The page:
December 7, 2006, 4:27 PM

Hofmann just doesn't work for me like he used to. I began to prefer his landscape drawings last year and the same impression holds for me now.

Aquavella deserves mention. Freud, Morandi, de Kooning, and a great little Braque.



December 7, 2006, 4:44 PM

Yes, a 1913 Braque, something you just do not see outside of museums anymore. It was a shock to come across it. There was a sweet little Morandi under it and some other Morandis around.



December 7, 2006, 6:27 PM

Aquavella sold a Cezanne in the last auction for $16 million
He (don't remember his name) had bought it several years ago for for around $7 million which seemed like a lot at the time.



December 7, 2006, 6:35 PM

Oh, it's Acquavella. My bad.



December 7, 2006, 8:35 PM

I'm not really in the Miami Beach spirit, what with our North Saskatchewan River being all jammed up by icefloes, but I'll pick the Burchfields over almost all the others linked here.


Marc Country

December 7, 2006, 11:20 PM

I especially like the early decolletages of Picasso and Braque...



December 8, 2006, 7:24 AM

Do you still feel that after seeing the wonderful Morandi paintings and the "killer Hofmans..."that Basel has done little for our art community, and has in fact become a huge negative influence" ?



December 8, 2006, 9:02 AM

Of course, because, as I have repeated so often in this painful exchange with you, my feelings about the event have nothing whatsoever to do with the fact that there usually is a very small percentage of good art to be found in it, and everything to do with the effect it has on the art community.

I don't know if you persist in misunderstanding what I am saying out of simple inability to comprehend or a deliberate attempt to be irritating, but either way it is no fun.



December 8, 2006, 8:47 PM

Saw Keanu Reeve possibly purchasing a Kim Dingle from Sperone Westwater around 6:30 tonight. So Dingle Dangle that.



December 8, 2006, 9:11 PM

Yes, a friend of mine saw him there this afternoon, hauled around by some art consultant.



December 8, 2006, 9:24 PM

I'm sure I'm missing something, but what does Keanu Reeves have to do with the price of tea in China? Oh, sorry. How silly of me. For a minute there I lost sight of the context in question. Carry on.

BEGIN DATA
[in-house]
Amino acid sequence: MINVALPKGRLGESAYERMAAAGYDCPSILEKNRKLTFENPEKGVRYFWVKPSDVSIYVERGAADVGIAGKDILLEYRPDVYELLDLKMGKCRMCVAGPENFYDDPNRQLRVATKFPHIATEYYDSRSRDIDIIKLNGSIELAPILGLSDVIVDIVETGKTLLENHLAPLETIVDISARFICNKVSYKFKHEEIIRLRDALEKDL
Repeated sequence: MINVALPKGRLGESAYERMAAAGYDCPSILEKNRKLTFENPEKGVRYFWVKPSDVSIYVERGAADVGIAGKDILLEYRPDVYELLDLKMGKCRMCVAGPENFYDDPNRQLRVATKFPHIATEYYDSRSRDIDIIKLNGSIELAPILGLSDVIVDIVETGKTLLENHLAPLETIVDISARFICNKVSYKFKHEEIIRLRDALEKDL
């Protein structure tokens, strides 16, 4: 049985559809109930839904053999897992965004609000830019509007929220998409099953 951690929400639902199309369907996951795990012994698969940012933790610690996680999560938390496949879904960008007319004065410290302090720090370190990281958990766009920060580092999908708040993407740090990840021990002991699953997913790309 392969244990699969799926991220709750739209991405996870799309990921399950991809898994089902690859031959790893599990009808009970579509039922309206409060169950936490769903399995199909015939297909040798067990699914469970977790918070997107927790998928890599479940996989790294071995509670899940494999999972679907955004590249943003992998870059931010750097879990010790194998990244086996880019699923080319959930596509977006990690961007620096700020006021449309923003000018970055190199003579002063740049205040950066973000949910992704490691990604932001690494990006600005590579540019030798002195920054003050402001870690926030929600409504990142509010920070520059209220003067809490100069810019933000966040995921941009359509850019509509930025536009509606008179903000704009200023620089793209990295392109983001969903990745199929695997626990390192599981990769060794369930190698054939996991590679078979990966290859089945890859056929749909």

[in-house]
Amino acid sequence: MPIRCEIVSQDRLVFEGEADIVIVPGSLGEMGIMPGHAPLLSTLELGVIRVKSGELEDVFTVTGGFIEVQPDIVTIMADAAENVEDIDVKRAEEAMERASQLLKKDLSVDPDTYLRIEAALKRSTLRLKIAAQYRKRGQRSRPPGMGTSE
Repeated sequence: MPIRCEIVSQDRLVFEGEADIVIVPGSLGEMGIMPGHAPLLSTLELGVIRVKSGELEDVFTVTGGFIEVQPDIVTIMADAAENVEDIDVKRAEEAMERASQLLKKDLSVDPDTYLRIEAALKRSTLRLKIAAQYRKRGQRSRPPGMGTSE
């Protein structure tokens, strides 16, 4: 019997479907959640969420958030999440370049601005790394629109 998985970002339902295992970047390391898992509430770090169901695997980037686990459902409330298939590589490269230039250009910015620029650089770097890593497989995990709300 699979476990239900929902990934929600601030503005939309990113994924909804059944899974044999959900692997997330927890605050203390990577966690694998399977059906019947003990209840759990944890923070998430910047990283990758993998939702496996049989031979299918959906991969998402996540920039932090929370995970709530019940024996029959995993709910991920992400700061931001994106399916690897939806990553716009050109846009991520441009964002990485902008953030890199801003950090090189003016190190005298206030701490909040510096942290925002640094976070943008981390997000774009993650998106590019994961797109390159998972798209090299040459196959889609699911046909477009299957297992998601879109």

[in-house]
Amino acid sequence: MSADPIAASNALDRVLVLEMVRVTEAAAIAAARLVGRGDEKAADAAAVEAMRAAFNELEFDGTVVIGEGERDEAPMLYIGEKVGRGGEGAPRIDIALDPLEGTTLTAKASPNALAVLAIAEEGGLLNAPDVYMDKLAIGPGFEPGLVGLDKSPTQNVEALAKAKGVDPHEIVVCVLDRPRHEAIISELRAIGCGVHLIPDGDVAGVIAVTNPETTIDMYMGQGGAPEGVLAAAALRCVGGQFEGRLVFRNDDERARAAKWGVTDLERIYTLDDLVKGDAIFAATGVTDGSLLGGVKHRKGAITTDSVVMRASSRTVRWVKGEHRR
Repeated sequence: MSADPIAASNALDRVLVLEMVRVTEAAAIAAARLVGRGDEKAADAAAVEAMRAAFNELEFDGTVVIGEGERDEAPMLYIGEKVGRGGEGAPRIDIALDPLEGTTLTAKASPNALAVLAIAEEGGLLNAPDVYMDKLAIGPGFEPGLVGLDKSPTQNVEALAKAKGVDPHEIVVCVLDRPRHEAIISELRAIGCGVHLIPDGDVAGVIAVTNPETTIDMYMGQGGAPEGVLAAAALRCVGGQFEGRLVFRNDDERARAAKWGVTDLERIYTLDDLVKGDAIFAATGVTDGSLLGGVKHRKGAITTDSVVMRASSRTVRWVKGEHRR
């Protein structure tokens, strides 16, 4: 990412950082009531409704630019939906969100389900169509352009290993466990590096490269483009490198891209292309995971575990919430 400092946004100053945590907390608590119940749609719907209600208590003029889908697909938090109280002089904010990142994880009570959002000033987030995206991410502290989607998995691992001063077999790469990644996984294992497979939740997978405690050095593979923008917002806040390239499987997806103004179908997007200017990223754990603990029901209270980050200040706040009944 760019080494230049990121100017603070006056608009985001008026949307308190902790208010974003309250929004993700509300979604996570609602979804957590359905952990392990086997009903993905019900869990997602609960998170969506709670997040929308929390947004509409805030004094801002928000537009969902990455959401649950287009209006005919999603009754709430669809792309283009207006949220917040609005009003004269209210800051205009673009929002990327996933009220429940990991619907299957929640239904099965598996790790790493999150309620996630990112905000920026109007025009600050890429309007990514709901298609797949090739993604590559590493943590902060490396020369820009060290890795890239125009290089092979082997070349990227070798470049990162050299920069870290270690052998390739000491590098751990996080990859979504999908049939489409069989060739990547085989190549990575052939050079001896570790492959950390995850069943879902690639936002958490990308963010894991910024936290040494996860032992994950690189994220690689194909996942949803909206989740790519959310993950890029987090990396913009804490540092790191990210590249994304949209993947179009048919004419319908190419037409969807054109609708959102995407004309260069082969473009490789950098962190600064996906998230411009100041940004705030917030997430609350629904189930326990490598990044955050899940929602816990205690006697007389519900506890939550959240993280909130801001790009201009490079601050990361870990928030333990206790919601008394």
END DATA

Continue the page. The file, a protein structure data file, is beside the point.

December 8, 2006, 11:38 PM

Everyone is more excited by a famous miovie star than by the art, Jack. After all, if he is buying the stuff, it must be good, even if he doesn't trust himself to do the choosing.



December 9, 2006, 11:41 AM

Well, my art advisor called in sick, so I guess I'll have to go see the stuff myself. Such a pain, too, with all the social activities going down. Of course, one has to put in some sort of appearance at the Convention Center, at least--and besides, being there can easily be turned into a social activity. My advisor gave me a list of booths to visit and pieces to haggle over, or at least appear to be intersted in. He's on call by cell phone, of course, anytime I have a question. Now all I have to do is put on a funky-artsy enough get-up, and off I go.

Air kiss.



December 9, 2006, 5:35 PM

I'm actually quite horrified that people need art consultants to help them decide what to like and what not to like. I'm more than happy to provide that service as I do enjoy telling people what to do and I have vast experience spending money. However, after going to art basel and seeing what is out there for purchase, my advice would probably tend toward "Save your money for when something good is for sale" Is there really an actualy career available in that field? What type of credentials are necessary?



December 10, 2006, 12:47 PM

Without consultants, Tasha, they will buy awful old fashioned art like Kinkade.

With consultants they will buy awful avant-garde art, like Koons or Richter. But then they will be admired for being on the "cutting edge".